After the single, manager Trembly, who routinely pulled Huff in the late innings for defensive purposes, replaced him with pinch-runner Brandon Fahey. Huff came back onto the field for a curtain call, tipping his helmet to the roaring fans. He later said, “This is a great tradition for baseball. … To be able to do that and be the only guy to do that [in Baltimore], that means a bit more.”8

But Huff’s memorable evening did not lead to a Baltimore victory. In the top of the eighth inning, Chad Bradford, the fifth Orioles pitcher of the game, quickly retired Kendrick and Morales with groundballs, but then walked Napoli. Erick Aybar hit for Quinlan and Bradford plunked him with a 1-and-2 pitch. Figgins, Anaheim’s hottest hitter, singled to right and Napoli scored the tying run, saddling Bradford with a blown save.

In the ninth, closer Chris Ray came in for the O’s, and he hit Guerrero to start the inning. Matthews forced Guerrero at second and Casey Kotchman flied out to left. On a 1-and-0 count, Kendrick smashed a home run beyond the fence in deep left-center field. His 420-foot game-winning blast spoiled Huff’s night. After the game, Kendrick said, “Honestly, I was trying to get something over the plate, put a good swing on it and get a hit. It just happened to be a home run. It’s a crazy game. I could go back out a thousand times and not have that happen.”9 Angels closer Francisco Rodriguez pitched the bottom of the ninth, retiring Nick Markakis, Ramon Hernandez, and Fahey on fly balls to center, right, and left respectively, for his 23rd save of the season.

Through 89 games in the season, the Orioles had lost 10 times when leading after the seventh inning.10 The team fell to 34-45, 15½ games out of first place. Trachsel’s ERA jumped from 3.39 to 4.95 in the month of June. In this contest he gave up nine hits to 12 batters. He escaped with only five earned runs, as the Baltimore defense erased two Angels runners in rundowns. Baltimore did get Trachsel off the hook by scoring seven runs, but then the bullpen faltered. Bell tossed 4⅓ scoreless innings, and Williamson, Walker, Bradford, and Ray allowed only four hits in their three innings of work but walked one and hit two batters. Anaheim capitalized, scoring four times. Had the bullpen been able to hold the lead, Bell would have won his first game in more than two years.

Figgins went 4-for-5 for the Angels with three singles and a double, a run batted in, a stolen base, and two runs scored. According to the Los Angeles Times, Figgins posted the second highest monthly batting average in Angels history with a .458 clip in June (Bengie Molina had batted .461 in May 2000).11 In 25 games, Figgins was 51-for-111 and raised his average from .133 at the end of May to .322. His teammate Cabrera also had a productive game with three hits and three runs batted in. After this win, the Angels were comfortably in first place in the AL West, with a record of 50-30.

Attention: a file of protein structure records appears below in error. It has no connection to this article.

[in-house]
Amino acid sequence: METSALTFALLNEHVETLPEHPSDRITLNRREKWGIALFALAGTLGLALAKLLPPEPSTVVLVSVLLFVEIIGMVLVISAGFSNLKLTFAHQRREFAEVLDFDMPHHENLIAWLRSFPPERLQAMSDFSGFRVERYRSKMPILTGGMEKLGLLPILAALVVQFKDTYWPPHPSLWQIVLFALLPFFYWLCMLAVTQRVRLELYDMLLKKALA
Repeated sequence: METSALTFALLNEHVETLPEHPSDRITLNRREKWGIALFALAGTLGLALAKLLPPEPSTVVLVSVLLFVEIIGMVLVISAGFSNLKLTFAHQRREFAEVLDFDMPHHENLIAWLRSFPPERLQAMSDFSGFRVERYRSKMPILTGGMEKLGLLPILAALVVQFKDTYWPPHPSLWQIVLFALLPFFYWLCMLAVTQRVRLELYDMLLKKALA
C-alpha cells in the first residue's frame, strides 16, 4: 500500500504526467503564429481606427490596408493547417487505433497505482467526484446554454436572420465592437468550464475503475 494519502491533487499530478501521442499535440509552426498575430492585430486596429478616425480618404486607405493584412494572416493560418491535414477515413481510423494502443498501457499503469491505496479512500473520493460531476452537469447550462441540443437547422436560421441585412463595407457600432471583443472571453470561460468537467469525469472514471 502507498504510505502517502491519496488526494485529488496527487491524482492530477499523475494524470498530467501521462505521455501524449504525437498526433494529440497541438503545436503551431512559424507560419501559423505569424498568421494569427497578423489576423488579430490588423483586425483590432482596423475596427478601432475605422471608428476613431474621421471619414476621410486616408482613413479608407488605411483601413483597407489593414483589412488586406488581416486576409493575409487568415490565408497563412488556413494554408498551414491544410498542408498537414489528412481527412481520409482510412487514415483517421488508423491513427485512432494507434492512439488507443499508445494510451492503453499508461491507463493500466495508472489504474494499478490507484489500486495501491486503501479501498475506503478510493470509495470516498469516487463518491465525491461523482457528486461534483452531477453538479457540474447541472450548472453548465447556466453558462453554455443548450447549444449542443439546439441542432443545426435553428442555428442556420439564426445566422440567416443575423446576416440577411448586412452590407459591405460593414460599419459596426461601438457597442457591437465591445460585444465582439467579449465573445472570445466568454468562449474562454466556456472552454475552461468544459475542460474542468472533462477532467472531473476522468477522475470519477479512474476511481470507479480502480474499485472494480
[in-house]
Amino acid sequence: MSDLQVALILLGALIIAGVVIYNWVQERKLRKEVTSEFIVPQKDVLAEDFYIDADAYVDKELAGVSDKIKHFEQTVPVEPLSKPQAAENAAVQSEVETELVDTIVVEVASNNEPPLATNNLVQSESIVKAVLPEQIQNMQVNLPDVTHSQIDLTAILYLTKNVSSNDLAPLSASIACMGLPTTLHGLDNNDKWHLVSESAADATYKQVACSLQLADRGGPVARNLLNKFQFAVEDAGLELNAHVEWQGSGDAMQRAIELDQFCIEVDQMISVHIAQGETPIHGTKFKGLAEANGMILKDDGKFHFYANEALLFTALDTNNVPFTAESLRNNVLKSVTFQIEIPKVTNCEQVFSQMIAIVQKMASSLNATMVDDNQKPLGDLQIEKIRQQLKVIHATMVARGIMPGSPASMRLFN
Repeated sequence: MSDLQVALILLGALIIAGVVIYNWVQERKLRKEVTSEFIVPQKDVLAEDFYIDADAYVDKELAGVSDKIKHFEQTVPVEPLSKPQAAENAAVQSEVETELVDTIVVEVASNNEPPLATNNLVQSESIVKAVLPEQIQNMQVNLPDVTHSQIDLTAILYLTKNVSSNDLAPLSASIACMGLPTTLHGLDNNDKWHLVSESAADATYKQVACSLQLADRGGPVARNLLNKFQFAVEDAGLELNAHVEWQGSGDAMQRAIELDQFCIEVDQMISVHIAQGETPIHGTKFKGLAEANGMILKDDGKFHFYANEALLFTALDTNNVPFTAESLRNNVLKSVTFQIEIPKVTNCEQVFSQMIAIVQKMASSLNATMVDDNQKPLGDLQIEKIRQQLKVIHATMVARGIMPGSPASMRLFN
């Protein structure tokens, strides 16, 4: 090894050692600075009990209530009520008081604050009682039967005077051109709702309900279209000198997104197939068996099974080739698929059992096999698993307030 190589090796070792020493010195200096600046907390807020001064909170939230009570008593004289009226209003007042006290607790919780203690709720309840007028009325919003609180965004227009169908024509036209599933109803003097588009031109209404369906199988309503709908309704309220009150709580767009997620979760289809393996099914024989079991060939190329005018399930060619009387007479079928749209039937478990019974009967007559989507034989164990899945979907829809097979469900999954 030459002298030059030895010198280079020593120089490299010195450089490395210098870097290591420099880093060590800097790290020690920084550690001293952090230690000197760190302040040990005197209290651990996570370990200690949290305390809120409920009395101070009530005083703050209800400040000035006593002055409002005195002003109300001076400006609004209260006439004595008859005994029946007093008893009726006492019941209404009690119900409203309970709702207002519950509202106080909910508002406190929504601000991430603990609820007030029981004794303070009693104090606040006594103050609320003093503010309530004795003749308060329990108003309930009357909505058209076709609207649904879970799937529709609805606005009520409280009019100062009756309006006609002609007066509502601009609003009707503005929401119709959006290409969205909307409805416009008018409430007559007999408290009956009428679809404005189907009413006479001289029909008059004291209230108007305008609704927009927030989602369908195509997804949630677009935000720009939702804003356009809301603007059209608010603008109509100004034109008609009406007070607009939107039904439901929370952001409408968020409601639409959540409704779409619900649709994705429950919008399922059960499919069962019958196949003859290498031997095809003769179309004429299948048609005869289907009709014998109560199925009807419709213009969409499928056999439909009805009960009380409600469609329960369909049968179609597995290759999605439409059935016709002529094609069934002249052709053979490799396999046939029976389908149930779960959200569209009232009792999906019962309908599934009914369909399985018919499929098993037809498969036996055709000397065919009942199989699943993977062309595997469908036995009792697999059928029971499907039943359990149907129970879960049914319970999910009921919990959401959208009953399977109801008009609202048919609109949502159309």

Huff raised his average 10 points in this game, to .272. With his home run in the fourth inning, Mora had a 3-for-4 game, falling short of the cycle by a triple. Mora and Huff had driven in six of Baltimore’s seven runs. Huff became the third Oriole to hit for the cycle, joining Brooks Robinson (July 15, 1960) and Cal Ripken Jr. (May 6, 1984), but Huff was the first Baltimore player to accomplish the rare feat in front of his home crowd.

 

Sources

In addition to the sources mentioned in the Notes, the author consulted Baseball-Reference.com, mlb.com, and Retrosheet.org. The author sincerely thanks Meg Gers and the Enoch Pratt Free Library for assistance in obtaining sources from the Baltimore Sun.

 

Notes

1 Trachsel was traded to the Chicago Cubs on August 31, 2007. He re-signed with Baltimore for the 2008 season but was released on June 13, 2008. Huff spent 2½ seasons with Baltimore before being traded to the Detroit Tigers on August 17, 2009.

2 Huff played five more seasons and finished his career with 24 triples.

3 Geremy Bass, “Huff Third Player to Hit for Cycle in 2007, http://m.mlb.com/news/article/2056927//, June 30, 2007.

4 Mike DiGiovanna, “Huff Hits for the Cycle, but Angels Win,” Los Angeles Times, June 30, 2007: 51.

5 RochKubatko, “O’s Not Able to Ride Cycle, Lose in Ninth,” Baltimore Sun, June 30, 2007: 5C.

6 Bass, Huff Third Player.”

7 Ibid.

8 Ibid.

9 DiGiovanna, Huff Hits.”

10 Kubatko, O’s Not Able.”

11 DiGiovanna, Huff Hits.”